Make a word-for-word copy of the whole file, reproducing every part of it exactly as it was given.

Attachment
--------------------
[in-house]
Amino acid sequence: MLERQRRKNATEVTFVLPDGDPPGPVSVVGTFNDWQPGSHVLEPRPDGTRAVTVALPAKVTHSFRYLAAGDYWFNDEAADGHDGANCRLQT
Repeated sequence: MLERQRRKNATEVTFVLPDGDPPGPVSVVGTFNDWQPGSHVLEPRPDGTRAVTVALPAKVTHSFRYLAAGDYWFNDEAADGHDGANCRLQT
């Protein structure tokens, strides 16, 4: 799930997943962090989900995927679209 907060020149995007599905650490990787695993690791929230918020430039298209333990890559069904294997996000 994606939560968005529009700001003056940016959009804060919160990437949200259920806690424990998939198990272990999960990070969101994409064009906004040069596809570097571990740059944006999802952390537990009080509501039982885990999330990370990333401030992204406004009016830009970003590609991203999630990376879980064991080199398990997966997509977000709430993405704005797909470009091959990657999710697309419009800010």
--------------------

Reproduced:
[in-house]
Amino acid sequence: MLERQRRKNATEVTFVLPDGDPPGPVSVVGTFNDWQPGSHVLEPRPDGTRAVTVALPAKVTHSFRYLAAGDYWFNDEAADGHDGANCRLQT
Repeated sequence: MLERQRRKNATEVTFVLPDGDPPGPVSVVGTFNDWQPGSHVLEPRPDGTRAVTVALPAKVTHSFRYLAAGDYWFNDEAADGHDGANCRLQT
């Protein structure tokens, strides 16, 4: 799930997943962090989900995927679209 907060020149995007599905650490990787695993690791929230918020430039298209333990890559069904294997996000 994606939560968005529009700001003056940016959009804060919160990437949200259920806690424990998939198990272990999960990070969101994409064009906004040069596809570097571990740059944006999802952390537990009080509501039982885990999330990370990333401030992204406004009016830009970003590609991203999630990376879980064991080199398990997966997509977000709430993405704005797909470009091959990657999710697309419009800010």